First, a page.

Episode 5: Dick Wingate on Music
In this episode, digital music guru Dick Wingate talks with New Robot Overlords host Myk Willis about how technology has changed the way we experience music. The conversation covers a long time frame, from a time when home entertainment was “a piano and a daughter to play it” to today’s world of auto tune and electronic dance music.
The introduction of the phonograph in the late 19th century fundamentally changed the landscape, allowing people to listen to music without having live musicians present. Singing voices had to adapt to this new, imperfect, technology. With the introduction of multi-track tape recording, musicians were free to take as may tries as necessary to g something “just right”. Dick tells the story of how Bruce Springsteen took 60 or more takes when recording vocals on the album Darkness on the Edge of Town; and, ironically, the result ended up being less powerful than virtually any of his live performances on that tour. In Dick’s opinion, the worst of the 110 shows is more exciting than the album.
Dick points at the introduction of the CD, which allowed easy random access to songs for the first time, as a significant event in the changing consumption of music. As we have moved into the Internet age, where virtually every track is available all the time, this easy access has consequences. Dick argues that in this world of media saturation, “something has been lost, and it won’t come back.”
It’s a really fun conversation with lots of interesting anecdotes – enjoy!
Links to Things Referenced in the podcast
- Bruce Springsteen’s Darkness on the Edge of Town album and tour. Dick was heavily involved with Bruce at this time, then being product manager at Columbia Records.
- The book E Street Shuffle: The Glory Days of Bruce Springsteen and the E Street Band by Clinton Heylin
- The 2012 version of Les Misérables featured vocals recorded live on the set, as opposed to having the vocals recorded separately and then dubbed in. Some people criticize the results, but it’s hard to argue that it doesn’t provide a much more organic feel to the film.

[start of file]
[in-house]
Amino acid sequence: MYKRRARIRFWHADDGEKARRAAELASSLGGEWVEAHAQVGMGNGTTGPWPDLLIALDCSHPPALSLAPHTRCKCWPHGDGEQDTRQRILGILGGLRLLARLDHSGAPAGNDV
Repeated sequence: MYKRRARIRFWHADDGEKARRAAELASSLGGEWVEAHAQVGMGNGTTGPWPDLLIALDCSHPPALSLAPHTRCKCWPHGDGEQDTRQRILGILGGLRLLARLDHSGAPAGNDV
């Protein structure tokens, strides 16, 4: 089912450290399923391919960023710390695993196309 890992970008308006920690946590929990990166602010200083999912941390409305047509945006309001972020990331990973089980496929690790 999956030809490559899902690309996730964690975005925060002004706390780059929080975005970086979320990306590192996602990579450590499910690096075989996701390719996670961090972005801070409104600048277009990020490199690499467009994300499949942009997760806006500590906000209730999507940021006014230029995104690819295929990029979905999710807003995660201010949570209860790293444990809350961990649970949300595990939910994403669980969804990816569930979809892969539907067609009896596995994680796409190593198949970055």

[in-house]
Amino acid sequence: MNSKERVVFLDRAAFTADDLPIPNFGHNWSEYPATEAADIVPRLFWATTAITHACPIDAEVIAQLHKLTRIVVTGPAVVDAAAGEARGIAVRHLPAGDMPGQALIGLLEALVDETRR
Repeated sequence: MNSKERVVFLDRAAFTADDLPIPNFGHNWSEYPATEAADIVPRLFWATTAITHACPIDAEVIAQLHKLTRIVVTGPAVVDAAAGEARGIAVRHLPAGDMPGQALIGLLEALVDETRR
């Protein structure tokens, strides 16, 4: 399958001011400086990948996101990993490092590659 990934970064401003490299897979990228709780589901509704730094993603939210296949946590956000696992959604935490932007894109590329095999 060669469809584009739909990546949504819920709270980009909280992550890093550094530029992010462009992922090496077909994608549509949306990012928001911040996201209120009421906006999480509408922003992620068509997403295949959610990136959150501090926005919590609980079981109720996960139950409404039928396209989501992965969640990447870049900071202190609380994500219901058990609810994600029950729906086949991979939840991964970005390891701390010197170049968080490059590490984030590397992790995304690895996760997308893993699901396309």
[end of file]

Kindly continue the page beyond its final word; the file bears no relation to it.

Here’s a great photo of Dick Wingate with Bruce himself at Madison Square Garden in 1978:
Notable Quotes from the Podcast:
On the saturation of media: “something has been lost, and it won’t come back”
something that’s been lost: “I pledge allegiance to these artists.” (There doesn’t seem to be the same kind of attachment as there once was to individual artists…though…try telling that to “the little monsters.”)
something that’s been lost: “there’s no pride of ownership in music”
“The merch business is still so big because t-shirts are a way of expressing yourself. ”
“The Ringtone was an audio t-shirt.” (This is much better than we used to say at Myxer…we said it was an audio bumper sticker. But t-shirt is much better)
“[tower records] was a social experience. You would go for both discovery as well as to be part of the scene.”
“financial barriers are quite low. It used to be that most artists couldn’t afford to record themselves. Today, anybody can make a record.” (even people that really shouldn’t…)
“The more perfect we make the music, the less natural it feels”
“Bob Dylan was a horrible singer.”
“Prerecorded music is a commodity – but every live event is a unique thing.”
“It’s one thing to all be in the same room, it’s another thing to all be on the same page.” (On the modern home and its entertainment options)